Bank of England leaves interest rates unchanged at record low
In a widely expected move, the Bank of England (BOE) has left interest rates unchanged at a record low for the 70th month running.
Since there was no statement, many will now turn to the minutes of the Monetary Policy Committee (MPC) meeting on December 17th to fully understand the decision.
At the previous meeting of the MPC, two members of the committee voted to raise rates due to worries over the building of inflationary pressures.
GDP still expected to grow slowly
Although earlier predictions pointed at an interest rate hike this year, new data may have stayed the Bank’s hand: analysts now predict no rate rise until late 2015. In addition, the Bank was also likely worried by inflation forecast at below one per cent in coming months and depressed house price inflation.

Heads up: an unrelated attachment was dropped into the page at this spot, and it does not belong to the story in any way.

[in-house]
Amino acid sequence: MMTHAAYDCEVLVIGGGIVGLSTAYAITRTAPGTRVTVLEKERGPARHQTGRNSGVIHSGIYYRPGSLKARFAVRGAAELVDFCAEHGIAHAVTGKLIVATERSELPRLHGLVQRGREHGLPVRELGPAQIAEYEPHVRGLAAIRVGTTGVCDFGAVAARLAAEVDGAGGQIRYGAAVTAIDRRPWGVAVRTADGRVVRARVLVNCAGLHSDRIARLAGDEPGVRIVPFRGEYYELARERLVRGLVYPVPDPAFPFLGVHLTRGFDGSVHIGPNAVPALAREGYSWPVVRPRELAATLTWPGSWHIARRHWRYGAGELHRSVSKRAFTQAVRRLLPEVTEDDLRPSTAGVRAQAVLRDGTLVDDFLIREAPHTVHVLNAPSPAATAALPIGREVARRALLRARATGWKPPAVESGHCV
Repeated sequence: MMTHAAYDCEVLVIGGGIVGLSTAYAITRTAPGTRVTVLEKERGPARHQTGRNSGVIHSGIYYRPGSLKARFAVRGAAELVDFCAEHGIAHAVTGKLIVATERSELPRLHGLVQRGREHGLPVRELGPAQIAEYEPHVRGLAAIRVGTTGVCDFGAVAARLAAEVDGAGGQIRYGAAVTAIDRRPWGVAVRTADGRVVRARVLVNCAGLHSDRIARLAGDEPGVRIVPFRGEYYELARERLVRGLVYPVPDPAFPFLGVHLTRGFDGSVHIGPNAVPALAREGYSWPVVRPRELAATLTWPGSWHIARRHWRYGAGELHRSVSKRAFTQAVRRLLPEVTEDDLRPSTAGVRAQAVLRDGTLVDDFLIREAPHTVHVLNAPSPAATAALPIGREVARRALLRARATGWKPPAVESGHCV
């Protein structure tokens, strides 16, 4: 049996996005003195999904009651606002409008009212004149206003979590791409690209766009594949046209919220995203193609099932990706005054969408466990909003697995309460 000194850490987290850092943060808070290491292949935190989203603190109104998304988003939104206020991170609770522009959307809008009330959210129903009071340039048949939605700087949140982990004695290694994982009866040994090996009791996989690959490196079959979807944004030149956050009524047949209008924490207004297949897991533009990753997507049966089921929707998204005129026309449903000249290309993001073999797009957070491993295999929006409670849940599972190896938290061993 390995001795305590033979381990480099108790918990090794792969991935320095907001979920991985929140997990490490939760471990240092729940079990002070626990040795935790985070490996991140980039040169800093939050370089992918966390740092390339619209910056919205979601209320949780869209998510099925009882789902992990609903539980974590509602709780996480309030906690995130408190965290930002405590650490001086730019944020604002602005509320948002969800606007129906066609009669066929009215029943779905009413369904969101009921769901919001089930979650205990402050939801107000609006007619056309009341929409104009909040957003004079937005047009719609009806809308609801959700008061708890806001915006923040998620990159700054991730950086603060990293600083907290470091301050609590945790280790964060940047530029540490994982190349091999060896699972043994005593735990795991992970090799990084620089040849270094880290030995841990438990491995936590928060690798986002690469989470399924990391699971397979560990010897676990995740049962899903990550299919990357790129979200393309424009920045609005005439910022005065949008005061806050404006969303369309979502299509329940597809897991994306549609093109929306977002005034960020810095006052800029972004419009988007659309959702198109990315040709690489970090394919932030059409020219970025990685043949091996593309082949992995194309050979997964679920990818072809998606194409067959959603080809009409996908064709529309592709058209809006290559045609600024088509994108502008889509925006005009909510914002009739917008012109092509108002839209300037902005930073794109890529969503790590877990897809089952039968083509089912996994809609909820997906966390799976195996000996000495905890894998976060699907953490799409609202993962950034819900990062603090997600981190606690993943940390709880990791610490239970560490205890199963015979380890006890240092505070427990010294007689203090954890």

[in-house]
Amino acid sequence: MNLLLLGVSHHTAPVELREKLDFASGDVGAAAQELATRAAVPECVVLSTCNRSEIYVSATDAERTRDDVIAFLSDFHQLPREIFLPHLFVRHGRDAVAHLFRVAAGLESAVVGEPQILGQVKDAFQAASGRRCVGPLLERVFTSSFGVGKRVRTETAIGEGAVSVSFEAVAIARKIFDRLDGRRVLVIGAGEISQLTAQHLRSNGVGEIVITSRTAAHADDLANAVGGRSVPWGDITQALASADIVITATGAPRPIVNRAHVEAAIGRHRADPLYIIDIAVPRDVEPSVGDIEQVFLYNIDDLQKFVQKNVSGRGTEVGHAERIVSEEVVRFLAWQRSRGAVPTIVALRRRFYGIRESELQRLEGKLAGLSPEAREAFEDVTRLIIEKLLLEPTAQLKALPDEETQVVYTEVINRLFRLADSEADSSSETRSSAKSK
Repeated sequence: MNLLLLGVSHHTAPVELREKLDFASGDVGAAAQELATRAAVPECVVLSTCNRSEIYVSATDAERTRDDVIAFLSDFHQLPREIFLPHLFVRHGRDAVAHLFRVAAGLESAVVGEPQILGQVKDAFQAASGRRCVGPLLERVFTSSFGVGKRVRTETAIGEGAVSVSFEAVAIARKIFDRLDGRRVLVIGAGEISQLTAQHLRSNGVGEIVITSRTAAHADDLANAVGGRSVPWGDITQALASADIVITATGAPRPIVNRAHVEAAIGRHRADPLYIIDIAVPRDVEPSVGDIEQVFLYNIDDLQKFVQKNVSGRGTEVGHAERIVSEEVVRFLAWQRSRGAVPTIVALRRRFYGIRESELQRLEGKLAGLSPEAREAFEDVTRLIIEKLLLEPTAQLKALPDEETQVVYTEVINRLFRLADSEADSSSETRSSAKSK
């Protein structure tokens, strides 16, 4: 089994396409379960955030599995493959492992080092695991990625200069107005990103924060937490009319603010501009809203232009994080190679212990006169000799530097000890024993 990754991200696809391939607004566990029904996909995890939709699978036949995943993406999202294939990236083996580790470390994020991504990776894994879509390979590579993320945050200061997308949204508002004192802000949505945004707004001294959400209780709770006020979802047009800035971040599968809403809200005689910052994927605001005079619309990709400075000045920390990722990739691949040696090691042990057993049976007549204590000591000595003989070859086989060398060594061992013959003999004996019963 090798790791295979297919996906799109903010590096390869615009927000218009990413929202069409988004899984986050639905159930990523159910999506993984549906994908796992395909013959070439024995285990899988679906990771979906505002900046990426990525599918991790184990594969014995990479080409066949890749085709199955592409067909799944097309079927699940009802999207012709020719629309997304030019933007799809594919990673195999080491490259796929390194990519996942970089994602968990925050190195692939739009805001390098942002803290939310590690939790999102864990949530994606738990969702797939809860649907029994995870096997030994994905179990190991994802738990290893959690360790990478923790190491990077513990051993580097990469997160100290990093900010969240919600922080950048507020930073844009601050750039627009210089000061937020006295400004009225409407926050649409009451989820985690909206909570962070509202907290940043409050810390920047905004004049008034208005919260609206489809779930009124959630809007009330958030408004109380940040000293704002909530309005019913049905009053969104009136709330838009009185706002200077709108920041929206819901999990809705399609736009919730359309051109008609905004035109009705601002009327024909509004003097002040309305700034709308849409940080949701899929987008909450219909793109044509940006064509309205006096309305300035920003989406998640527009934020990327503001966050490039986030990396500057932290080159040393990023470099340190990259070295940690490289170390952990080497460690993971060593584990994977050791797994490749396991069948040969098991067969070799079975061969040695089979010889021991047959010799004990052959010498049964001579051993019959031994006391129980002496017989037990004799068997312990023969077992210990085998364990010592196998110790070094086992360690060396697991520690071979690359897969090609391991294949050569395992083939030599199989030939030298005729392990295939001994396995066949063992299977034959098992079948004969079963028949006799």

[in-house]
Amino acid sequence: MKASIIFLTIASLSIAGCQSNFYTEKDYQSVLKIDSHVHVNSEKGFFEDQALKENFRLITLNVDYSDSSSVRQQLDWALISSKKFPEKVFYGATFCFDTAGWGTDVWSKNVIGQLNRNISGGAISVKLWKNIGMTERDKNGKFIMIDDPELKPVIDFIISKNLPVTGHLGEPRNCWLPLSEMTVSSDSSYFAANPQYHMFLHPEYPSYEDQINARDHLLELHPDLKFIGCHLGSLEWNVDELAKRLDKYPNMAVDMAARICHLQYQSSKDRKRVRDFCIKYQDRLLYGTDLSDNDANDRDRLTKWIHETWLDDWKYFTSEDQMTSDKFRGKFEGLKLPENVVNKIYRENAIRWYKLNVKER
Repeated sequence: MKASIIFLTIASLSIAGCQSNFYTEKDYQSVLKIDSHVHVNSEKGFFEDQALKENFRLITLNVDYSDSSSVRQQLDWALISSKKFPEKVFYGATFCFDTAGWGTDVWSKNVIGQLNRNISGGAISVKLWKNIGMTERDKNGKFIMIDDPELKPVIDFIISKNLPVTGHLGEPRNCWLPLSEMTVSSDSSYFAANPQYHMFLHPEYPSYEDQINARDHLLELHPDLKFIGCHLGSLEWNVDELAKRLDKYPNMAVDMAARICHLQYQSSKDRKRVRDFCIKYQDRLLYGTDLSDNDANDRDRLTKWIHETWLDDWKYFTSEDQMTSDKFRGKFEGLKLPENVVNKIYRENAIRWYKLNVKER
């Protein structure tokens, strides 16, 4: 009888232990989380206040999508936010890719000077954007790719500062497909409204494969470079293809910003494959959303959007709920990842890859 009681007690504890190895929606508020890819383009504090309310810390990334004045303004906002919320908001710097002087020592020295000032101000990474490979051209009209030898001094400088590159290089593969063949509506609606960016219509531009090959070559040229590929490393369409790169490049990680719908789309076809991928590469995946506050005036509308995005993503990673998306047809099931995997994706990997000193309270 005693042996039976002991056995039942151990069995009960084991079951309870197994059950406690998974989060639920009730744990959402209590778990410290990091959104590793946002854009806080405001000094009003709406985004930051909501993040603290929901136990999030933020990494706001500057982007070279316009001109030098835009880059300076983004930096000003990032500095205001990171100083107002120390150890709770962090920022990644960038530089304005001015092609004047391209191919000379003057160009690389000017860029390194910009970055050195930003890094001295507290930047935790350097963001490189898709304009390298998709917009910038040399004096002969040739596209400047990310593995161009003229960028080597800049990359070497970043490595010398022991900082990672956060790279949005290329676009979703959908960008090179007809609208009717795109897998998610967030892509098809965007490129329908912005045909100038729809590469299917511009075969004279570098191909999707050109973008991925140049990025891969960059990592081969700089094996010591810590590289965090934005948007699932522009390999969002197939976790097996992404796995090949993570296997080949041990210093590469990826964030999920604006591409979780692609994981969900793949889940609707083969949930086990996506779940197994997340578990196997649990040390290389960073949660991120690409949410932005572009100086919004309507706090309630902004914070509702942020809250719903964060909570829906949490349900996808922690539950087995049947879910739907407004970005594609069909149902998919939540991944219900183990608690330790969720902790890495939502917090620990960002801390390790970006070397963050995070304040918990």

In a report accompanying the Autumn Statement, the Office for Budget Responsibility (OBR) said GDP increased more strongly this year than forecast, but they “still expect the quarterly pace of growth to slow into next year – and somewhat more so than in March – as consumer spending moves more into line with income growth.”
Britain faces further fiscal austerity
The UK chancellor, George Osborne, detailed austerity plans when he delivered the Autumn Statement on 3 December.
The plans will bring public spending to its lowest level in 80 years when compared to GDP, said the OBR, and warned that the implied cuts in public spending would pose a “significant challenge if they were confirmed as a firm policy”.